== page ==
100 Years of Groceries – means many dedicated employees over the years.
Two employees at L.R. Brass Red & White in the 1950s were Faxon Dean and Bob Flogaus. Faxon wrote an employees’ magazine, called “Check Out,” featuring inside jokes and sometimes local history. This article was written for fellow employee Bob Flogaus’ 50th wedding anniversary and was in the February 24, 1954 issue. Spelling and punctuation are all Faxon’s.
Our Myrtle & Bob
Take a nice sunny Sunday ride, out route 39, going west, some time. Continue past Spencer’s Barn; Springville; Spooner’s Gulf; on thru Norton’s Corners; Collins Center; Collins; and to the T in the road. Here take a turn to the right, down the road a jog, and turn left. Over the hill, and drop down into good old Taylor’s Hollow.
That’s where Bob first became aware that he was on a strange planet, full of odd characters.
September 17, 1878.
He was one of seven boys and three girls, born to Mr. and Mrs. Jacob Flogaus. Of the ten children, three boys are still living; Bob, John, and Herman.
Jacob, of Stuttgart, Germany, had migrated to this country in 1863, just in time to be hired as a ‘substitute’, in the Civil War. He fought at Harrisburg and points south.
Having been an expert in the sausage business in the Old Country, it might only be expected that he would bring his skill and recipes with him and, after the War, go into the business with none other than Jacob Dold, in Buffalo. Some of those recipes are still in use.
Several years later, he migrated to Taylor’s Hollow. There he set up in the general merchandise business, (with Beer license of course). At that time the ‘Hollow’ also contained a water-powered saw-mill, with Mulley saw; grist-mill; and shingle manufactory. At the age of twelve, Bob was quite the expert at sharpening millstones (chipping grooves in them).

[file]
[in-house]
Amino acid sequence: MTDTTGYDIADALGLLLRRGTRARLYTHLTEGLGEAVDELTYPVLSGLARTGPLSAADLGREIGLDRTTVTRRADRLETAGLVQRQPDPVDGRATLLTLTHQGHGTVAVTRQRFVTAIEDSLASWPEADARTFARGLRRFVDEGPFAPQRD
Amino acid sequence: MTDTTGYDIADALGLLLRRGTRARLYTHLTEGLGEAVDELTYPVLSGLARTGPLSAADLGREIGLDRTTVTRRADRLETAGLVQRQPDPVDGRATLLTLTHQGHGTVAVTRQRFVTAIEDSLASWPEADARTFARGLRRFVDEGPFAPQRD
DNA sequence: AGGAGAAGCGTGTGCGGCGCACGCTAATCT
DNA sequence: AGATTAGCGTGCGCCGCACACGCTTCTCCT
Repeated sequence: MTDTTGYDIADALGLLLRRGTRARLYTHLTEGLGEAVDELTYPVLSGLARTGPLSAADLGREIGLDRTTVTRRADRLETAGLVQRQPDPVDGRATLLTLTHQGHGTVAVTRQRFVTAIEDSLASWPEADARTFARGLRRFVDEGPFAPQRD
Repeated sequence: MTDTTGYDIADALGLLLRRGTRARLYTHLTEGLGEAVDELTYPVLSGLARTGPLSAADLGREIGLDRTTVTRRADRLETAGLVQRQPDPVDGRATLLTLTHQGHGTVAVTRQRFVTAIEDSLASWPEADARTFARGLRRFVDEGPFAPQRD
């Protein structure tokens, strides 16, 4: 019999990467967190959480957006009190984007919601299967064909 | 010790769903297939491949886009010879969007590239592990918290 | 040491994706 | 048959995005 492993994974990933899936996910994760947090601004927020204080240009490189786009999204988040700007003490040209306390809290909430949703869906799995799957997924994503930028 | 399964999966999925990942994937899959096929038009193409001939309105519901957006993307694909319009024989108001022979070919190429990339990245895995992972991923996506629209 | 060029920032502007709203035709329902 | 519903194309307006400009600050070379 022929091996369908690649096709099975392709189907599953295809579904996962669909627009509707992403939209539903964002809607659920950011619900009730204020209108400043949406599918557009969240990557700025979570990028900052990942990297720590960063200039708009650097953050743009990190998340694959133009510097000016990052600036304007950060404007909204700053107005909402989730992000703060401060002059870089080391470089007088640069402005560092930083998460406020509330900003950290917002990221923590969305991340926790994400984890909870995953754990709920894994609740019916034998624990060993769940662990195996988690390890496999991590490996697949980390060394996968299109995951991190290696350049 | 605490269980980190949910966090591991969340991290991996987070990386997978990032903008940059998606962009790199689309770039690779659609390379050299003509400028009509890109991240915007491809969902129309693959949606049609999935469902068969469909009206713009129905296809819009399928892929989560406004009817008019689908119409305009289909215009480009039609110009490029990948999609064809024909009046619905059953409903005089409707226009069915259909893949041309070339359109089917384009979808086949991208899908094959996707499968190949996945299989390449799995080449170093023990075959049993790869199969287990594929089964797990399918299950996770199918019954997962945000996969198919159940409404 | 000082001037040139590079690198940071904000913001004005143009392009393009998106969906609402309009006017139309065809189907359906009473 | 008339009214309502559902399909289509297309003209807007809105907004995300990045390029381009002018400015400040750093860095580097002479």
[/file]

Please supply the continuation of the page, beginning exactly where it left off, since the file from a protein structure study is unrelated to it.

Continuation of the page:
By the time he was twenty, Bob had finished Grade School, worked around a bit, and wound up in Gowanda, at the State Hospital, running the Pumping Station. It was there that a fellow worker, George Moore, inveigled him into a double date with a girl from Sandusky by the name of Myrtle Jones, who was visiting George’s girlfriend.
They attended the Quaker Church service that nite in Collins, (on the left, just before you get to the Erie R.R. tracks). From then on, Bob was a ‘goner.’ In fact he was coming and going considerable!
He says it was nothing in 1899-1900, for a young fire-brand with a spark in his heart and an itch to be hitched, to hop on his bike, made by Wyman Denison’s dad, Al, for $35), and head over the hills, 35 miles, to Sandusky. (Hell or high water that is).
In fact, in 1902, the year of the great flood in Arcade, Bob rode his bike out Liberty Street to Sandusky, with the water over his boot-tops, in spite of his high perch. They sat up all that nite watching the barns, privys, cows, pigs, etc. floating down in the swollen stream.
The bridges were all washed out, (35 miles of them), and on his way home the next day, he had to wade the creeks with his bike on his back.
A couple years before that, he took Myrtle and her sister to the Pan-American Exposition in Buffalo, the day McKinley was shot.
In the meantime, Bob had gone to work for the Standard Oil Company, building a gas pipe line across the Welland Canal, thru Buffalo, down to Bradford. Bob furnished a horse for the job. BOY, those were th’ good ol’ days!
Well, you guessed it, - Love found a way.
On a ‘Buckboard’ in a blizzard; bike in a flood; ‘hell or high water.’
Bob and Myrtle were married at her parents’ home in Sandusky, on February 24, 1904, later taking the train to Buffalo and other points on their honeymoon.
They returned about March 20th and Bob worked about two years as a carpenter. He helped build the Merril-Soule (now Borden) plant in Arcade. When it was completed, he started a forty-year career as an engineer, installing and maintaining boilers and machinery at various milk plants in this division of the company.
Bob says he worked around the clock, many a day, and retired in 1946.
Congratulations, Myrtle and Bob, on this your 50th anniversary, from the R&W gang